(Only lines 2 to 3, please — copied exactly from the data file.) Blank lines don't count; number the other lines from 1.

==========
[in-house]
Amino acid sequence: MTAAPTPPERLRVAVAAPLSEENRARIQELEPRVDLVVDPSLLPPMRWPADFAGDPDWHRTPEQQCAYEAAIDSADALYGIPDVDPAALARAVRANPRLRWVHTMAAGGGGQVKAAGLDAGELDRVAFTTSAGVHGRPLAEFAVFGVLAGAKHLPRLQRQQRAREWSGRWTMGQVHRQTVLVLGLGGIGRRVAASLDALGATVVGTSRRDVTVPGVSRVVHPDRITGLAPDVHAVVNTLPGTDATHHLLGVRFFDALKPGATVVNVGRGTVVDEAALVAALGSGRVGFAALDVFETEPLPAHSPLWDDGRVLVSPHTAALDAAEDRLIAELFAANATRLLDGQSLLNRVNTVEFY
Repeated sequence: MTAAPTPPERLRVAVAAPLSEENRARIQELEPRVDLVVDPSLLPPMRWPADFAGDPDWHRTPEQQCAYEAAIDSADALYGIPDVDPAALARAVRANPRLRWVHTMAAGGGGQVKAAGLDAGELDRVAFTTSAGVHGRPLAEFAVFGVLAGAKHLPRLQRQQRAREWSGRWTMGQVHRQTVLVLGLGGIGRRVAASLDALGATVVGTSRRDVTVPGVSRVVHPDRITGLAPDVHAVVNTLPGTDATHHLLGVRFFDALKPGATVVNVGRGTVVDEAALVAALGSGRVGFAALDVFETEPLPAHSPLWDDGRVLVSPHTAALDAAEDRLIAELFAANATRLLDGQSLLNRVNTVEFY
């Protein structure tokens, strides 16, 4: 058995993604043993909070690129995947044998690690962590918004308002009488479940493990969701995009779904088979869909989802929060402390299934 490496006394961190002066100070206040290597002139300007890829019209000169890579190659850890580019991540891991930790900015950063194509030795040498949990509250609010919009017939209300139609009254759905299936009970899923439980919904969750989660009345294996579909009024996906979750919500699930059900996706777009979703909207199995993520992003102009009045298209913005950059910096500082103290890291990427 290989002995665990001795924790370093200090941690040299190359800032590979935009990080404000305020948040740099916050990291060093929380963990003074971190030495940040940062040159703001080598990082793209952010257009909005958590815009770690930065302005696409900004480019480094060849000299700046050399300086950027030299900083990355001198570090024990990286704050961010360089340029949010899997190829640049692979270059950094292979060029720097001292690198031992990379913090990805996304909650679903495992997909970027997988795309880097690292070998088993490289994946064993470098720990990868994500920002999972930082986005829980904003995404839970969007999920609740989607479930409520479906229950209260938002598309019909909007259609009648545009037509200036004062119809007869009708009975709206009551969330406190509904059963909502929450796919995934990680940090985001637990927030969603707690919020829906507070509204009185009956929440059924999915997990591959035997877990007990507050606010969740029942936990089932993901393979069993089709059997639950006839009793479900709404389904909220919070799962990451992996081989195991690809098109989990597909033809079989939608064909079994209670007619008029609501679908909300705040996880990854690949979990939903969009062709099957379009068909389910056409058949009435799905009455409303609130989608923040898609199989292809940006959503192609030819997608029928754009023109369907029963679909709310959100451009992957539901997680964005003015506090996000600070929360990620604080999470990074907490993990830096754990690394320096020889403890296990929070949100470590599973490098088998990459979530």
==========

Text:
Amino acid sequence: MTAAPTPPERLRVAVAAPLSEENRARIQELEPRVDLVVDPSLLPPMRWPADFAGDPDWHRTPEQQCAYEAAIDSADALYGIPDVDPAALARAVRANPRLRWVHTMAAGGGGQVKAAGLDAGELDRVAFTTSAGVHGRPLAEFAVFGVLAGAKHLPRLQRQQRAREWSGRWTMGQVHRQTVLVLGLGGIGRRVAASLDALGATVVGTSRRDVTVPGVSRVVHPDRITGLAPDVHAVVNTLPGTDATHHLLGVRFFDALKPGATVVNVGRGTVVDEAALVAALGSGRVGFAALDVFETEPLPAHSPLWDDGRVLVSPHTAALDAAEDRLIAELFAANATRLLDGQSLLNRVNTVEFY
Repeated sequence: MTAAPTPPERLRVAVAAPLSEENRARIQELEPRVDLVVDPSLLPPMRWPADFAGDPDWHRTPEQQCAYEAAIDSADALYGIPDVDPAALARAVRANPRLRWVHTMAAGGGGQVKAAGLDAGELDRVAFTTSAGVHGRPLAEFAVFGVLAGAKHLPRLQRQQRAREWSGRWTMGQVHRQTVLVLGLGGIGRRVAASLDALGATVVGTSRRDVTVPGVSRVVHPDRITGLAPDVHAVVNTLPGTDATHHLLGVRFFDALKPGATVVNVGRGTVVDEAALVAALGSGRVGFAALDVFETEPLPAHSPLWDDGRVLVSPHTAALDAAEDRLIAELFAANATRLLDGQSLLNRVNTVEFY